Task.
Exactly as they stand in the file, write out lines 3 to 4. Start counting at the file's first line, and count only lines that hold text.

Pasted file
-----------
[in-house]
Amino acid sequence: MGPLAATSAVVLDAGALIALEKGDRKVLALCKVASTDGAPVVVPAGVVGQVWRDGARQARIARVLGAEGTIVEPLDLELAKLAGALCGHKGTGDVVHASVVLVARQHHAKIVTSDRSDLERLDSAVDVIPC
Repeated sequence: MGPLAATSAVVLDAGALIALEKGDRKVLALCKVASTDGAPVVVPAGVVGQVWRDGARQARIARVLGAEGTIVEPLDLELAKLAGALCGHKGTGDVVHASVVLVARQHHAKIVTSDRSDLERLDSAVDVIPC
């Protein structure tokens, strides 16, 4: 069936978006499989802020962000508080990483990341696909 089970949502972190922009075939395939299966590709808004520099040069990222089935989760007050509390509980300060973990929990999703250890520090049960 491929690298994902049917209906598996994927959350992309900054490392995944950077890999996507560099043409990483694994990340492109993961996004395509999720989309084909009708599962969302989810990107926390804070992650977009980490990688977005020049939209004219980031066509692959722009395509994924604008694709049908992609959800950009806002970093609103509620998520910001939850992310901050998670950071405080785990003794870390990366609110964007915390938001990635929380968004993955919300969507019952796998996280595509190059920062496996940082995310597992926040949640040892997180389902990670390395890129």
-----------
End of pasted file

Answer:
Repeated sequence: MGPLAATSAVVLDAGALIALEKGDRKVLALCKVASTDGAPVVVPAGVVGQVWRDGARQARIARVLGAEGTIVEPLDLELAKLAGALCGHKGTGDVVHASVVLVARQHHAKIVTSDRSDLERLDSAVDVIPC
């Protein structure tokens, strides 16, 4: 069936978006499989802020962000508080990483990341696909 089970949502972190922009075939395939299966590709808004520099040069990222089935989760007050509390509980300060973990929990999703250890520090049960 491929690298994902049917209906598996994927959350992309900054490392995944950077890999996507560099043409990483694994990340492109993961996004395509999720989309084909009708599962969302989810990107926390804070992650977009980490990688977005020049939209004219980031066509692959722009395509994924604008694709049908992609959800950009806002970093609103509620998520910001939850992310901050998670950071405080785990003794870390990366609110964007915390938001990635929380968004993955919300969507019952796998996280595509190059920062496996940082995310597992926040949640040892997180389902990670390395890129």